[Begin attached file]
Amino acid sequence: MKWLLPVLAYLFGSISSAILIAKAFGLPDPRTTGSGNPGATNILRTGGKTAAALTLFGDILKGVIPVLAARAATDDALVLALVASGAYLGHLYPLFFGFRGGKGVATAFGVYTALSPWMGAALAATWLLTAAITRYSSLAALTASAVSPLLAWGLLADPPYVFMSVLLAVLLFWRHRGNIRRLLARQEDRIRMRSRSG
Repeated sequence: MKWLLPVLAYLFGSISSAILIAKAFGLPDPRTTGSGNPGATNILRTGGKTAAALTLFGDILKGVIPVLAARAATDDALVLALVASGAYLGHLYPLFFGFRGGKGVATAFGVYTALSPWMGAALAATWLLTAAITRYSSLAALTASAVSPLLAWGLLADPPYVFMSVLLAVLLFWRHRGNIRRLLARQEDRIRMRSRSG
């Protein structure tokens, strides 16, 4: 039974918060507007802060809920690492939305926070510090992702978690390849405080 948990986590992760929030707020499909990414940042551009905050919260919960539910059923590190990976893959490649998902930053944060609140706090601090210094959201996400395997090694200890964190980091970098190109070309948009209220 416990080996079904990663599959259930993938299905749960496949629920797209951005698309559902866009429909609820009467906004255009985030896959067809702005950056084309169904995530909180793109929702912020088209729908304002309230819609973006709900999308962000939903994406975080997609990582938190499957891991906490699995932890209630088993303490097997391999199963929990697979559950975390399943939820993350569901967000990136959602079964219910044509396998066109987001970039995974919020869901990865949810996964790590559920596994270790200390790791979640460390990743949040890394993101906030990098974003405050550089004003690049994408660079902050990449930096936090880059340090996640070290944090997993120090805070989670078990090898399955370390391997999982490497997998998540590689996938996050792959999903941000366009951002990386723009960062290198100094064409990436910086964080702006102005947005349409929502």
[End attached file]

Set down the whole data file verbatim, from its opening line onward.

Amino acid sequence: MKWLLPVLAYLFGSISSAILIAKAFGLPDPRTTGSGNPGATNILRTGGKTAAALTLFGDILKGVIPVLAARAATDDALVLALVASGAYLGHLYPLFFGFRGGKGVATAFGVYTALSPWMGAALAATWLLTAAITRYSSLAALTASAVSPLLAWGLLADPPYVFMSVLLAVLLFWRHRGNIRRLLARQEDRIRMRSRSG
Repeated sequence: MKWLLPVLAYLFGSISSAILIAKAFGLPDPRTTGSGNPGATNILRTGGKTAAALTLFGDILKGVIPVLAARAATDDALVLALVASGAYLGHLYPLFFGFRGGKGVATAFGVYTALSPWMGAALAATWLLTAAITRYSSLAALTASAVSPLLAWGLLADPPYVFMSVLLAVLLFWRHRGNIRRLLARQEDRIRMRSRSG
């Protein structure tokens, strides 16, 4: 039974918060507007802060809920690492939305926070510090992702978690390849405080 948990986590992760929030707020499909990414940042551009905050919260919960539910059923590190990976893959490649998902930053944060609140706090601090210094959201996400395997090694200890964190980091970098190109070309948009209220 416990080996079904990663599959259930993938299905749960496949629920797209951005698309559902866009429909609820009467906004255009985030896959067809702005950056084309169904995530909180793109929702912020088209729908304002309230819609973006709900999308962000939903994406975080997609990582938190499957891991906490699995932890209630088993303490097997391999199963929990697979559950975390399943939820993350569901967000990136959602079964219910044509396998066109987001970039995974919020869901990865949810996964790590559920596994270790200390790791979640460390990743949040890394993101906030990098974003405050550089004003690049994408660079902050990449930096936090880059340090996640070290944090997993120090805070989670078990090898399955370390391997999982490497997998998540590689996938996050792959999903941000366009951002990386723009960062290198100094064409990436910086964080702006102005947005349409929502």